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Militaristic Haitian past plays out in paintings

Celina Colby | 1/25/2017, 11:11 a.m.
Five powerful paintings by artist Marilene Phipps-Kettlewell reflect the scars on Haiti and its people left by the violent rule ...
Artist Marilène Phipps-Kettlewell’s work is on display at Northeastern University’s 360 Gallery. Photo: Celina Colby

Through Feb. 26, Northeastern University’s Gallery 360 is exhibiting five powerful paintings by artist Marilène Phipps-Kettlewell. Known for her poems, Phipps-Kettlewell’s artwork reveals a stirring portrait of Haiti, her birthplace and home until she was ten years old. She grew up during the violent rule of President François Duvalier (Papa Doc), and her work reflects the scarred nation and people she left behind.

On the web

For more information about Gallery 360, visit: www.northeastern.edu/art/category/gallery-360

For more on Marlène Phipps-Kettlewell, visit: http://marilenephipps.com/about/index.php

Phipps-Kettlewell’s paintings are marked by bold colors and chunky, textural brushstrokes. Her simple forms are alive with energy, much like the Haitian countryside she longed for in later years held a natural vibrancy that a metropolis lacks. “At the Immaculate’s Shrine” features a group of figures raising their arms to praise a statue of the Virgin Mary. Though the stonework and flowers of the structure holding the statue are quite detailed, the figures are assembled with simple geometric blocks of color. This could be a reference to religion’s ability to unify large groups and simplify individual differences in the face of something larger.

“Teramen” is more visually complex. Four presumably family members stand in a line against a wall in their home. None of the figures engage with each other. Even those looking at the viewer have a slightly glazed-over look in their eyes. Teramen was an Athenian general during the Peloponnesian war, part of a radical faction that toppled the democratic government. This is undoubtedly a reference to Duvalier, whose iron rule destroyed many families, including this one. Perhaps they, too, have lost family members — and faith — under a militaristic government.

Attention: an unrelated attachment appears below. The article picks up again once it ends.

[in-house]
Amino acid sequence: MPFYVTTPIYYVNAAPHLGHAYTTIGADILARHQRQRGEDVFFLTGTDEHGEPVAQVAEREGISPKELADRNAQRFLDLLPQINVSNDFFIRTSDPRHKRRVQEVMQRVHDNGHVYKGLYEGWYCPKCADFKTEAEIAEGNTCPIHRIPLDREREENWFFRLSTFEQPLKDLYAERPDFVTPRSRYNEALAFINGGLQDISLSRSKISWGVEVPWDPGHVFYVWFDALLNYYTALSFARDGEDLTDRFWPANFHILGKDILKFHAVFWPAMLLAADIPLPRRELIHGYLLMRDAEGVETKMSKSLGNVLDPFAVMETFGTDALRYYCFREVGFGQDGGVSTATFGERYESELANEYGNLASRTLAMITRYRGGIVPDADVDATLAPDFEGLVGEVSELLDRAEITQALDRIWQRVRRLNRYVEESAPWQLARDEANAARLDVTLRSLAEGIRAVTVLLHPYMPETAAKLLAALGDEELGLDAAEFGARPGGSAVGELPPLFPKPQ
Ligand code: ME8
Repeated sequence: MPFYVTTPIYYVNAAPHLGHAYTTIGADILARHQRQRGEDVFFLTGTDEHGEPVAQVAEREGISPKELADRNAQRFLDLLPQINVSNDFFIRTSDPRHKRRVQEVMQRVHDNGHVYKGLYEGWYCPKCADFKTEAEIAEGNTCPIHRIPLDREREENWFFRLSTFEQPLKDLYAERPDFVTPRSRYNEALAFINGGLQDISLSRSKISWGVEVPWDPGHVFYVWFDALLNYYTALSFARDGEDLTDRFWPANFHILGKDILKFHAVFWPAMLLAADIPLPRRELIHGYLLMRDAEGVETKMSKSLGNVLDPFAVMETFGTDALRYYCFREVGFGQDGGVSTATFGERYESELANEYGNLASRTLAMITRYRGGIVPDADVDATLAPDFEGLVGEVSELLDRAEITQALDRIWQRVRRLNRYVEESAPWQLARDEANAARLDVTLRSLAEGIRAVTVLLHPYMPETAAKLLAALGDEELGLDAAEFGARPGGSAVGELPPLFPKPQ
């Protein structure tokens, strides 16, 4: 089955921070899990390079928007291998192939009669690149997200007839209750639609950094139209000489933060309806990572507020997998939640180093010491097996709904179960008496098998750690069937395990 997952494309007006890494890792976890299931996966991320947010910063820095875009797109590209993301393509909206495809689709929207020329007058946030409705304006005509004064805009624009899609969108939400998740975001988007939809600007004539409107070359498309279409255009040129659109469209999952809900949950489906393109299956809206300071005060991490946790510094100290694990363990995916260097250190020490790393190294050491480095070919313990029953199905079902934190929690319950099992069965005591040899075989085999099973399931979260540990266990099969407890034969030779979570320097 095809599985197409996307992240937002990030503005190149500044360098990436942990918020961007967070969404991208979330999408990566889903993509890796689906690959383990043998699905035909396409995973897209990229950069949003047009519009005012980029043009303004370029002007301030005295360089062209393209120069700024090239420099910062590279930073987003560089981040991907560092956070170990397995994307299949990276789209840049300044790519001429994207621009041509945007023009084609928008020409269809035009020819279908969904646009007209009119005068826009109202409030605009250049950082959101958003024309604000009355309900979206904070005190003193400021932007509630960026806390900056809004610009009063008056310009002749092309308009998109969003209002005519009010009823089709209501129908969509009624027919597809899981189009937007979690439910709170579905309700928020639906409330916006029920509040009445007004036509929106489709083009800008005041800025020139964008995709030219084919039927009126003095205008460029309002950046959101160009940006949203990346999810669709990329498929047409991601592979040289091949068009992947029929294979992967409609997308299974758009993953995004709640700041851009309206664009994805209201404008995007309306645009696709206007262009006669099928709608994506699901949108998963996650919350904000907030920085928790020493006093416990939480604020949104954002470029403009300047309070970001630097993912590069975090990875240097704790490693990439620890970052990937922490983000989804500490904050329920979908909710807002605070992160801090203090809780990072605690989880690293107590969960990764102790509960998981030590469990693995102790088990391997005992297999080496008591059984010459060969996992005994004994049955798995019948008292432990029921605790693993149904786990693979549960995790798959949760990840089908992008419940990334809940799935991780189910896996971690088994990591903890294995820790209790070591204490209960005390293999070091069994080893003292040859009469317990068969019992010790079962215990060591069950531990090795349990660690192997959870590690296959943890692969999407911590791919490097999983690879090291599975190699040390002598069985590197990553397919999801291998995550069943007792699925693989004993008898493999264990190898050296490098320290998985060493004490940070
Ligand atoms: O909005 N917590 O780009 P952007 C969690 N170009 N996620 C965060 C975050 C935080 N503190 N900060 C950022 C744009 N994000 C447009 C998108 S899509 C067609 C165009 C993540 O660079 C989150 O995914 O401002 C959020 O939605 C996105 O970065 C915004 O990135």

The show is small, comprising only five paintings. But the collective narrative tells a far greater story. “Saint Ursula’s Passion” centers on a black woman in a frilly pink dress. She’s in a domestic scene, with laundry hanging around what appears to be a bedroom. Her delicate garment and the flowers she has in hand evoke a stereotypical feminine, household setting.

Saint Ursula, in the Catholic canon, was one of eleven martyred virgins, killed by the Huns. The woman in this painting, however she’s dressed up, is no defenseless child. She confronts the viewer with a fierce glare, as though she may smash you over the head with the vase she’s arranging. This reframes the home as its own kind of battlefield, in which this dolled-up woman is a warrior. It’s certainly a timely display, coinciding with the Boston Women’s March last Saturday.

At first glance, Phipps-Kettlewell’s paintings appear to be bright, scenic paintings of life in Haiti’s countryside. But on further inspection they reveal the effect that Duvalier’s rule had, not only on the 60,000 Haitians who were killed during his time in office, but on those who were left behind.